image14.jpg

 

The following breakpoint would show the allocation (PageHeap enabled).  Some output has been truncated or edited for readability.

image15.jpg

 

Apparently the object has been allocated from MSHTML!CDoc::CreateMarkupFromInfo with size 0x190.  Verifying this in IDA:

HeapAlloc.jpg

 

The next step would be checking where the freed object has been referenced. Assuming we have the following callstack:

image16.jpg

 

If we set a breakpoint on MSHTML!CElement::PrivateEnterTree, re-run the PoC, and trace a bit through:

image17_part1.jpg

image17_part2.jpg

 

The CPhraseElement object contains a reference to the freed object at offset 0x2C.  To verify this, we can set a breakpoint on CPhraseElement::CreateElement, grab the address of the newly created object, then finally set a memory breakpoint at offset 0x2C.

image18.jpg

 

ESI below shows the address of the freed object.

image19.jpg

 

If we go back to where the crash happened and try to understand what should have been called in a perfect world. This is what we would get:

image20.jpg

 

Then if we examine this:

image21.jpg

 

The method that should have been called is AddRef.  Apparently the object has been freed and J it fails to run AddRef leading to potential code execution.

 

To summarize:

1. The CMarkup object is freed.

2. A reference is kept at offset 0x2C of the CPhraseElement object.

3. Failure to call AddRef leads to potential remote code execution (RCE)

 

Controlling the freed object - To LFH or not to LFH (Low Fragmentation Heap):

 

Usually researchers would go with the option of activating LFH and then try to fill up the freed memory.  Here's what happens when choosing the LFH path:

 

image22_part1.jpg

image22_part2.jpg

 

Almost everything was filled up.  However, the object that we need to control was not.  The reason is applyElement was called twice.  The object is created the first time applyElement is called.  The second time it's called the free/re-use happens, making it very difficult to win the race condition with LFH enabled.  To verify this:

image23_part1.jpg

image23_part2.jpg

 

If we check the memory around ESI, we would see that it has been filled right after the first applyElement was called:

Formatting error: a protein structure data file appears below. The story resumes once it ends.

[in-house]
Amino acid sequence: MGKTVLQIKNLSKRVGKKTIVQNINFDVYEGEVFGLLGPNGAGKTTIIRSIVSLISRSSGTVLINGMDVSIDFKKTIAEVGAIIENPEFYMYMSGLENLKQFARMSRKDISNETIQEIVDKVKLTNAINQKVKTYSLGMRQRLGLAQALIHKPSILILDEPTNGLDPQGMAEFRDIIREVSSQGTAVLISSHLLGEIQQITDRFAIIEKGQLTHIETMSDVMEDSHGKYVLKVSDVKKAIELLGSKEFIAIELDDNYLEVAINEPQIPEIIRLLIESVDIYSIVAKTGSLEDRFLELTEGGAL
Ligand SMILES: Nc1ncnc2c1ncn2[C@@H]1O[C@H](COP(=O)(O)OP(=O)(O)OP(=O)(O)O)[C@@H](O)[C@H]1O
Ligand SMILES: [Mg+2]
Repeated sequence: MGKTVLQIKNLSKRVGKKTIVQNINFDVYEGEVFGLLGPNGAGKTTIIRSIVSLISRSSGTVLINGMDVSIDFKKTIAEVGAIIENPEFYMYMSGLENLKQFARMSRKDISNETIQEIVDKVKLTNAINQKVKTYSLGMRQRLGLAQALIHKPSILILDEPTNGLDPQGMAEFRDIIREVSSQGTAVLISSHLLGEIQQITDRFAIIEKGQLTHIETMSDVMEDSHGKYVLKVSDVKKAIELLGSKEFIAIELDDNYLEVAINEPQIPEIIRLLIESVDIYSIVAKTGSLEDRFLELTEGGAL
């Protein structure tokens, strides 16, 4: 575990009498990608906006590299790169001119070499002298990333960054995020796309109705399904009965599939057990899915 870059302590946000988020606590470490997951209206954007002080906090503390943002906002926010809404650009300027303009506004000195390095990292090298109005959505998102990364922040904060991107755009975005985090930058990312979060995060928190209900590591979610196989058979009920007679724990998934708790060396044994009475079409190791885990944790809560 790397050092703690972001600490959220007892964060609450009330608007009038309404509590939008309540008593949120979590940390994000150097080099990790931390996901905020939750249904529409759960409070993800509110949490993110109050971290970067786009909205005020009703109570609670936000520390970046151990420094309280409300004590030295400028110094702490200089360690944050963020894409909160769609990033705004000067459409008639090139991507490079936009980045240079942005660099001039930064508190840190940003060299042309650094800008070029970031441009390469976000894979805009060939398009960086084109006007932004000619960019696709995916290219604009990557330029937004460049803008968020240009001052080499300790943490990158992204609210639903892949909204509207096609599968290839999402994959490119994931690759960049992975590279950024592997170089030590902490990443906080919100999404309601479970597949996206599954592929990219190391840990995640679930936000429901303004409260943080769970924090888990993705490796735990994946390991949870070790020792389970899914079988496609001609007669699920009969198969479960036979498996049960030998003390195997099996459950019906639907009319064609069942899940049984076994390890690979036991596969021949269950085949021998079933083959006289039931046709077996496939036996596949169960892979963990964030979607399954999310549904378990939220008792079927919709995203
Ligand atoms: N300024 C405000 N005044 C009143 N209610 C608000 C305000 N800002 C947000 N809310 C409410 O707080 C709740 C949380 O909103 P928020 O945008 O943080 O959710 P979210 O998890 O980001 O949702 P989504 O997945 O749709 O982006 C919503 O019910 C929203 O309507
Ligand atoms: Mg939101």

image24.jpg

 

The current situation makes it hard to win a race condition and have that object overwritten.  So, I decided to play around without LFH enabled and here's what happens:

image25_part1.jpg

image25_part2.jpg

 

Notice the two forward and backward link pointers (Flink and Blink) at offset 0 and 4.  Things are getting more interesting now.  Increasing the allocations and being lucky enough to write the adjacent chunk would eventually give you the following result (not 100 percent stable):

image26_part1.jpg

image27.jpg

 

Conclusion:

 

A lot of crashes may seem pretty much useless.  However minor modifications can completely change the game. In our case, you can take a crash manifesting as a null pointer in an entirely different direction. What may seem like a useless call instruction can suddenly get very interesting if you are persistent. Sometimes you just have to flex your reverse engineering skills, and sometimes you just get plain lucky.  Finally, take advantage of how the memory manager handles the free lists, this may turn hard-to-control Use-After-Free bugs into exploitable ones.

 

Step it up!  Take your 0x00000000 to 0-Day. 

 

-- Abdul-Aziz Hariri, HP Security Research

 

Note: The vulnerability used for this demonstration is described by the following references:

http://technet.microsoft.com/en-us/security/bulletin/ms13-047

http://web.nvd.nist.gov/view/vuln/detail?vulnId=CVE-2013-3112

Labels: crashes| security
Comments
Francis Provencher(anon) | ‎09-26-2013 06:05 PM

Clearly explain, Nice work Abed!